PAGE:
Growing up in the era of “Road Rules” and “Real World,” Jean Elie had always been enamored with reality television. His fascination with the contestant challenges compelled him to respond to a casting call he heard on the radio. As a fresh 2008 graduate of Johnson & Wales University, Elie had nothing to lose, so he went to the audition.
It turned out to be a scam.
“But, what it did for me is pique my interest enough to invest more,” Elie said. “It was like my little secret. I was working at Sprint as a manager and doing nightclub promoting, but on the weekends and when time permits, I was doing background work or working in short films and work that I found on Craigslist.”
Elie knew acting wasn’t one of the three acceptable professions his Haitian mother allotted for him (those were medicine, law and engineering), but he was on the journey anyway — one that eventually brought him to Issa Rae’s groundbreaking HBO series “Insecure.”
Once he found his stride in those early days, Elie disclosed his secret acting work to his brother, who was unabashedly supportive.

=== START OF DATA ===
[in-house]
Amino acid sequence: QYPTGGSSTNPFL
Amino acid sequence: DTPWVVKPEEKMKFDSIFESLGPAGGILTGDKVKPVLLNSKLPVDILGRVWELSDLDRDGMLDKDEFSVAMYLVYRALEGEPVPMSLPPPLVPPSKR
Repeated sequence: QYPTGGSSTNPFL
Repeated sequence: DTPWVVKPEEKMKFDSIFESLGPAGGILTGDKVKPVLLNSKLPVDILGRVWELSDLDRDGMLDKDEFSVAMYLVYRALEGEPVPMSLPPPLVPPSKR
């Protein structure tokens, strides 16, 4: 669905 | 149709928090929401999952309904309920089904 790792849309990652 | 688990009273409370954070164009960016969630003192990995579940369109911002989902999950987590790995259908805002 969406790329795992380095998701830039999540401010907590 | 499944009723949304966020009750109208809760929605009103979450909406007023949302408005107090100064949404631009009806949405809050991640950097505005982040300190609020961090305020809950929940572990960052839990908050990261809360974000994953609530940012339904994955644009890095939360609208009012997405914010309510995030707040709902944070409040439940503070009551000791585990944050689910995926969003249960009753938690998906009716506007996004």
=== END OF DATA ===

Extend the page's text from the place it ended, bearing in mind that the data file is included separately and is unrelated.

“I told my older brother about it and my older brother was like, ‘Yo, bro, anything you do, you’re going to aight in because I’ve never seen you try something and not finish it all the way through,’” Elie said.
After his brother’s death at the age of 30, Elie knew he had to branch out, leave his hometown of Brockton, Massachusetts, and move to Los Angeles. A former colleague from AT&T offered that Elie could crash with him in LA, saying his brother was on “Hotel for Dogs.” With a mere $1,000 and some suitcases, Elie took the leap.
“I quit my job. I throw a little party, and I move cross-country. By the time I landed in LA, the person I was supposed to live with told me I can’t live with him anymore,” Elie said. “I end up having to move in with someone I met at baggage claim.”
For four months in 2010, Elie was living on a kind but complete stranger’s floor. During that time, he hustled nonstop, eventually booking his first speaking role in the movie “Project X.” He later secured a room via Craigslist in a home on Bassett Street in the Van Nuys neighborhood of LA.